It’s easier for freelance writers to find new business than it is for editors, in a way – it isn’t that hard to find publications to query with article ideas, while editors may have to be more creative in finding and connecting with prospective clients. Proving our experience may be easier for writers as well, because we can usually point to our published work, while editors and proofreaders often can’t display their projects – a lot of editing/proofreading work is proprietary, and a lot of clients don’t want the world to see how badly their projects needed our editing skills!

The key to getting more work is to be seen and heard. That means not just having a website, but being active in places like SPJ chapters and online groups, Twitter, LinkedIn and even Facebook – and not just with questions or requests for help, but with the occasional answer, tip and help for colleagues. You can’t always be taking; you have to give a little, too. In fact, SPJ itself is a good starting point – contributing to the Freelance Committee and its blog will help get your name out there as someone with a writing voice, style and substance that is worth recommending and hiring.

It also can’t hurt to let everyone you ever worked with, and even everyone you know in the personal realm, know that you’re freelancing and available for projects. Keep it low-key and professional, but you have to get the word out about your freelance business, at least initially. You can’t assume that people who might hire you, or know of potential clients and projects, will magically know that you’re available.

Getting the word about your business isn’t easy, but no one ever said freelancing would be easy. Having your own business never is – it’s fulfilling, rewarding and often exciting, but it isn’t easy.

For your website to be an active element in your freelance business, you have to promote it and use it; it can’t just sit there waiting for people to find it. Overall, for a freelance journalism business to gain traction and succeed, the freelancer has to move past the “Build it and they will come” mentality and move into one that’s more of “Here’s who I am and what I can do for you.” Don’t be afraid to make the first moves in getting the word out about your freelance business. Once you establish that groundwork or foundation, work will start coming to you by referral, word of mouth and other passive outlets, including that website, but you have to make those first moves.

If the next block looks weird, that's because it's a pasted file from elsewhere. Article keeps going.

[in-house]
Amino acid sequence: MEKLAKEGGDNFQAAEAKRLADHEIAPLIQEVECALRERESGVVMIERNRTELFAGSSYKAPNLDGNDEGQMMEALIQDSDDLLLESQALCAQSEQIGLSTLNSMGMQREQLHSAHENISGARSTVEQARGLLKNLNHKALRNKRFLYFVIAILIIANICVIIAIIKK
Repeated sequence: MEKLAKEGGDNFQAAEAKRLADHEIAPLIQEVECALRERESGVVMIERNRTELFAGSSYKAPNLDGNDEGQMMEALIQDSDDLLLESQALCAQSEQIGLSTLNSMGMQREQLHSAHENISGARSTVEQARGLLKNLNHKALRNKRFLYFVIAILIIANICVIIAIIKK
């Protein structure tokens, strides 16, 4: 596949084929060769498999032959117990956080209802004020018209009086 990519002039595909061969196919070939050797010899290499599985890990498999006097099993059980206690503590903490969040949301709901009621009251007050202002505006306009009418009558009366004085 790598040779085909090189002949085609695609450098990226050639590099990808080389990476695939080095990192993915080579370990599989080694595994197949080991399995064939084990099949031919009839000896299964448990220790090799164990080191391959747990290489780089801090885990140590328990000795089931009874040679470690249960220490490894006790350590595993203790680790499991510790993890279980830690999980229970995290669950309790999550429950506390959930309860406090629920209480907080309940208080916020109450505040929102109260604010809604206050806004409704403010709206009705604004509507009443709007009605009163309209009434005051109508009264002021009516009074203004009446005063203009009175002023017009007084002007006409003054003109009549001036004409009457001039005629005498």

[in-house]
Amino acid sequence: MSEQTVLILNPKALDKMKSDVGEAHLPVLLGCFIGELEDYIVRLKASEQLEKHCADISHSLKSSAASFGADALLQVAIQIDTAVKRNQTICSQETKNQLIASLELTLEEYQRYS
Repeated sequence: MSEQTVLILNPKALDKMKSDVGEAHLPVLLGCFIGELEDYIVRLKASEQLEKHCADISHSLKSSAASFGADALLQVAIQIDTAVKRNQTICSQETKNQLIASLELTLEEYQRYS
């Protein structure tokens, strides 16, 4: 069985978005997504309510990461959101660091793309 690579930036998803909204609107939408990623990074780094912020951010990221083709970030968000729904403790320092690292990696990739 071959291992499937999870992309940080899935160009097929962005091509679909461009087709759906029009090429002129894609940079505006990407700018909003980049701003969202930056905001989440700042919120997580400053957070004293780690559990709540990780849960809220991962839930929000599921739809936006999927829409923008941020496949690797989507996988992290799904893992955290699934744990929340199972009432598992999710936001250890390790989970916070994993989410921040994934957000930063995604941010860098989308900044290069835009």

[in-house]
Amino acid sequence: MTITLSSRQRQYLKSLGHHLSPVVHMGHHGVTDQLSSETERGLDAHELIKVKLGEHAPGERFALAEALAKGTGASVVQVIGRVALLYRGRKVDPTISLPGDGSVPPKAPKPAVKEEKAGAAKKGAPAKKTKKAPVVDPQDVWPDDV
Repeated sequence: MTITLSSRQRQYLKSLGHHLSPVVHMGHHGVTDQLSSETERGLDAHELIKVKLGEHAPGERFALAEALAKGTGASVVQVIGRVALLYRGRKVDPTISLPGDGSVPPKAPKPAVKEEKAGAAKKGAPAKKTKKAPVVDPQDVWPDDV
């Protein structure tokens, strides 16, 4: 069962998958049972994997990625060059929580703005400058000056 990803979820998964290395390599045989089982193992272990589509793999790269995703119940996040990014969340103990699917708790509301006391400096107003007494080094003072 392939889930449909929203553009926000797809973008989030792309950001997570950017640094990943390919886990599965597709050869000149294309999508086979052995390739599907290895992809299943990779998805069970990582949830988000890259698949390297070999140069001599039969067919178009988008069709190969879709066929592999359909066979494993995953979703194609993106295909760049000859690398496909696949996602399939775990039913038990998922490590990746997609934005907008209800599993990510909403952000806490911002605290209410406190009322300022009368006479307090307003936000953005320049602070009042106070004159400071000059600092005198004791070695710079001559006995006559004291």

Ruth E. Thaler-Carter has made presentations on freelancing, editing & proofreading, and websites for national SPJ conferences. In addition to her freelance writing, editing and proofreading business (, she is the owner of Communication Central, which presents an annual conference for freelancers. SPJ members are entitled to a colleague’s discount for the conference:

Lessons from Jonah Lehrer

As a freelance journalist, I’ve occasionally reworked material on the same topic for multiple stories. I haven’t done much of this, but I’ve often brainstormed how to get more mileage out of my work. I’ve read books from freelancers who talk about repurposing written material, presenting new angles for different audiences. It seems appealing, especially for my bottom line.